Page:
Many times when students are asked as to what the Additive Identity of a number is, I either get a blank stare or the infamous "HUH?" Other times, I hear the most interesting theories which lead to big discussions and debates, causing me to wonder endlessly alongside them . . .

Anyway, so I break it down and ask students "What can I add to a number without changing its value?. In other words, what can I add to 29 so that the number remains 29"?

My students roll their eyes and say " That's easy! ZERO.... Is that all you were asking about?"

That's it! These are the fundamental basic principles we really want to consolidate before moving forward.

The Indian mathematician and astronomer Brahmagupta Siddhanta was the first to consider the implications of zero as a number in its own right.In his book "The Opening of the Universe," Brahmagupta was the first to lay out rules of zero.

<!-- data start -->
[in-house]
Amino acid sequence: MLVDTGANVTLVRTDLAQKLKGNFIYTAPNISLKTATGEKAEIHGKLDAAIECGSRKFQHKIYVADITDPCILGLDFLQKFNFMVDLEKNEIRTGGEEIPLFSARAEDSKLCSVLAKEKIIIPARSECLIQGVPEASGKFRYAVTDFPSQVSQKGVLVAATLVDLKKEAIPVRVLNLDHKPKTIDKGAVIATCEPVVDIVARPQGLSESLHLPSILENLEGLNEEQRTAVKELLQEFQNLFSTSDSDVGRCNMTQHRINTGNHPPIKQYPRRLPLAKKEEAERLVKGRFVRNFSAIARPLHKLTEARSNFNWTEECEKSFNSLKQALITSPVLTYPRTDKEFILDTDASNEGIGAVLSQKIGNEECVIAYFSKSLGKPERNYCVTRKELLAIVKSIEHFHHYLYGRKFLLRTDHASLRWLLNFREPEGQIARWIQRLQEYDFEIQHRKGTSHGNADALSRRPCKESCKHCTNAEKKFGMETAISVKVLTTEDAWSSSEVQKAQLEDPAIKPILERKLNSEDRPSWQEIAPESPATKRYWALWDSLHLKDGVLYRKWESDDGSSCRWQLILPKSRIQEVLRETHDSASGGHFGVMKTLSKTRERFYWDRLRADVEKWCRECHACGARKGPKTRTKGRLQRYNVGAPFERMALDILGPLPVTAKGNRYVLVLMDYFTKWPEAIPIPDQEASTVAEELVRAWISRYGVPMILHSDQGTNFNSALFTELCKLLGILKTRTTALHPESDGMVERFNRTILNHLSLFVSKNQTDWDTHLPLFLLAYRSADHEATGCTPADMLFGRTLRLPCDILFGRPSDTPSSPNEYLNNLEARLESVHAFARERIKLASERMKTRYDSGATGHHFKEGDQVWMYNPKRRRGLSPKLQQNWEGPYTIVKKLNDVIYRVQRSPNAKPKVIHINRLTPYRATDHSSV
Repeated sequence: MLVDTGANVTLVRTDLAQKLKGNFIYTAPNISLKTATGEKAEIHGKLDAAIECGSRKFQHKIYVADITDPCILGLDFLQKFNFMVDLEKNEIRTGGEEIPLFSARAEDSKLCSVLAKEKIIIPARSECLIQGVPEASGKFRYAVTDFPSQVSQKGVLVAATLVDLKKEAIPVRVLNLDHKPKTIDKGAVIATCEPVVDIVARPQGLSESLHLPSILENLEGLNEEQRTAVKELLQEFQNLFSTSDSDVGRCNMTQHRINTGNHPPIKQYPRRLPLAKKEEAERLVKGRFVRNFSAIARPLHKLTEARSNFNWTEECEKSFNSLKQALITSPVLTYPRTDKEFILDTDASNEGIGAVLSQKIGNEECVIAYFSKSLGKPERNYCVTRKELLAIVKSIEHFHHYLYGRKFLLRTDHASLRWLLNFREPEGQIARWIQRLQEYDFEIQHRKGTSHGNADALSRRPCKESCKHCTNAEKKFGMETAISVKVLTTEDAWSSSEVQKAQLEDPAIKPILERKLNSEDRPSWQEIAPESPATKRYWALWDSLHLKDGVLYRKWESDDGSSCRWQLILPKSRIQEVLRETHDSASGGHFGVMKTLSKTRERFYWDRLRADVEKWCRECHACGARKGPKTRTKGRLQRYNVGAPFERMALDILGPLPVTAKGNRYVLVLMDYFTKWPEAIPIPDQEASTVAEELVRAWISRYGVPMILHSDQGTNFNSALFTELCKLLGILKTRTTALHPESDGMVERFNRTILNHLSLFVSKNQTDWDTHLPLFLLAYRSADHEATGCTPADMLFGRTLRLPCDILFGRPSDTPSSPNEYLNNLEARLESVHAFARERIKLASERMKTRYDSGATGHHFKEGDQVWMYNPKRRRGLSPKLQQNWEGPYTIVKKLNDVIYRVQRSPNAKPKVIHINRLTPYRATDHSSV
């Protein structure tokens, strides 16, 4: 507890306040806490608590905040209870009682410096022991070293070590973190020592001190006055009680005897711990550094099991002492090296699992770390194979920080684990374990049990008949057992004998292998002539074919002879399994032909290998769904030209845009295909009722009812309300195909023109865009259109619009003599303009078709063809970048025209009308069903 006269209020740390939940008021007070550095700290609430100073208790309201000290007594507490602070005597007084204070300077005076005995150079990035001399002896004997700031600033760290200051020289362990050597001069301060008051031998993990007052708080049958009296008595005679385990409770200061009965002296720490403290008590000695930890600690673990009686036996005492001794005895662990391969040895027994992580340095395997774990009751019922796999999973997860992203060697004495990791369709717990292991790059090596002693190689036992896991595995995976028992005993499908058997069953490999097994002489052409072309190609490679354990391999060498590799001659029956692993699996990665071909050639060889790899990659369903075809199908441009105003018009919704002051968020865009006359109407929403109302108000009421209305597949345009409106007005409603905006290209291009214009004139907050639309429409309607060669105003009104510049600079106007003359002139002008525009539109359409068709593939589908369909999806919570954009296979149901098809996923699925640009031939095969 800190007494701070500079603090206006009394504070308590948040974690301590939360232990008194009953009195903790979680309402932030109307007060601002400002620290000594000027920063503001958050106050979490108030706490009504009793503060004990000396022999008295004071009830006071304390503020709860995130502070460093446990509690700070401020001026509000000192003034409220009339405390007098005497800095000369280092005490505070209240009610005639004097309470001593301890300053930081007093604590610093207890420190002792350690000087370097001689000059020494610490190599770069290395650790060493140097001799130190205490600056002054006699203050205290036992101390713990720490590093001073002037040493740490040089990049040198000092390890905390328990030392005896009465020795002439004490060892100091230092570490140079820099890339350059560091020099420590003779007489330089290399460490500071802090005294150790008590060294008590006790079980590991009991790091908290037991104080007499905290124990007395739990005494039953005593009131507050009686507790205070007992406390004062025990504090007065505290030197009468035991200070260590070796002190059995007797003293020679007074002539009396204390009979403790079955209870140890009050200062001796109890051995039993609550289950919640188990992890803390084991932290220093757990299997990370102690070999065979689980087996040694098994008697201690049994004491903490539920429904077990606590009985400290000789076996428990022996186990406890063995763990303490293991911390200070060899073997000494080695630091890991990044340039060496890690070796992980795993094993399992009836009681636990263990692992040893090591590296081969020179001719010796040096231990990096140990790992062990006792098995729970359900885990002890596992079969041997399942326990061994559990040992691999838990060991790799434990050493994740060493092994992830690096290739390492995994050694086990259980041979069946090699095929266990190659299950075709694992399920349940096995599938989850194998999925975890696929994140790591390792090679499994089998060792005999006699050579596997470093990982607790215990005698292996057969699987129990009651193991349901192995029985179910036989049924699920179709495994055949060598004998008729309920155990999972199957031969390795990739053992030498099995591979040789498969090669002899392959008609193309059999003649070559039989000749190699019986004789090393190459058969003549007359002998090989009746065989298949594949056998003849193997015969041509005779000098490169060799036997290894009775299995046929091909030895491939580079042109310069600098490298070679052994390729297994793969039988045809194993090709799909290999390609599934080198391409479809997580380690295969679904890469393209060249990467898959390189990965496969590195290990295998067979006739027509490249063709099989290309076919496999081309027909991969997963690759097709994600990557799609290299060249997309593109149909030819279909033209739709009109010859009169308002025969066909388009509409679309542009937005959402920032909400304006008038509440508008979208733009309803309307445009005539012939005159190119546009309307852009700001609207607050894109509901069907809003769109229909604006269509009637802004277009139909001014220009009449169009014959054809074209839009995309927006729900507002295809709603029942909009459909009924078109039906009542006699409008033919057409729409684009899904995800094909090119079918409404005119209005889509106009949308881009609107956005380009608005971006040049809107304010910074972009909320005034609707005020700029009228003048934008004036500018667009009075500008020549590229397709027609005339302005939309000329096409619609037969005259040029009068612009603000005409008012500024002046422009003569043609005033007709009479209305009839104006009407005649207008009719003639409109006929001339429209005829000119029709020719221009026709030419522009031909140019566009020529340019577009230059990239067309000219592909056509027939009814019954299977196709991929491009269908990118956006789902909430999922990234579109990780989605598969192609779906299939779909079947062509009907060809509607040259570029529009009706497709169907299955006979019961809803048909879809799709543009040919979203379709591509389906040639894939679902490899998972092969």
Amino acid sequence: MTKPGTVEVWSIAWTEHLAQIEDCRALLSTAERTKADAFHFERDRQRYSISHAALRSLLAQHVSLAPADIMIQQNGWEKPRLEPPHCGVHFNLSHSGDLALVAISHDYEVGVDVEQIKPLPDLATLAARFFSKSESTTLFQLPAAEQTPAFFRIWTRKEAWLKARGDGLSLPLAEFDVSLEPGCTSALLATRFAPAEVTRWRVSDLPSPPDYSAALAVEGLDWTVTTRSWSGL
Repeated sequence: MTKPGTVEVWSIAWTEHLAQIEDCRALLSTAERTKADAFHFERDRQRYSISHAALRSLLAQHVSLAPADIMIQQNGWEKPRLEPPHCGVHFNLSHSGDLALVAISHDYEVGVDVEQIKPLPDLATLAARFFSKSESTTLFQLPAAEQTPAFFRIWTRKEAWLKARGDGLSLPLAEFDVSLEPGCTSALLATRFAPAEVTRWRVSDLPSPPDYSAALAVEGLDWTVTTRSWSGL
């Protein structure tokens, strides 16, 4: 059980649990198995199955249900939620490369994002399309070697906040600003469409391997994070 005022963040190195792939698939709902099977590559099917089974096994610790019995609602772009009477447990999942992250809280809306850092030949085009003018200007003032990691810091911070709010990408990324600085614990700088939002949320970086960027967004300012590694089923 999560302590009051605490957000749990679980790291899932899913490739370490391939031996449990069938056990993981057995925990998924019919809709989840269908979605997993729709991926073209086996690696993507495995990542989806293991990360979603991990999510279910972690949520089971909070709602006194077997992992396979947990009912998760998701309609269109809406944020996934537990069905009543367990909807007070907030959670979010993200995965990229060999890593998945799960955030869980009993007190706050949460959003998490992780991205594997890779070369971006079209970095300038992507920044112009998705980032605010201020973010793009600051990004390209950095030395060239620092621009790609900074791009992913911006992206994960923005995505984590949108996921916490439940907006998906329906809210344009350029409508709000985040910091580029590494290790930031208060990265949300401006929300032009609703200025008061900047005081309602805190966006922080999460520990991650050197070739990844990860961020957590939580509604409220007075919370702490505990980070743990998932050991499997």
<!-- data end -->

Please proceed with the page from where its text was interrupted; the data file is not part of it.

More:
Here's the kicker: Brahmagupta lived around 600 A.D. Let's just consider that for a moment. Mathematicians have been pondering the significance of zero for over 1400 years! For a concept that appears so simple, it becomes evident that quite a lot of thought has gone into it.

Key Takeaway: If you add or subtract zero from a number, that number doesn't change. It maintains its identity, so modern Mathematicians refer to zero as the Additive Identity.

1+ 0 = 1

1- 0 = 1

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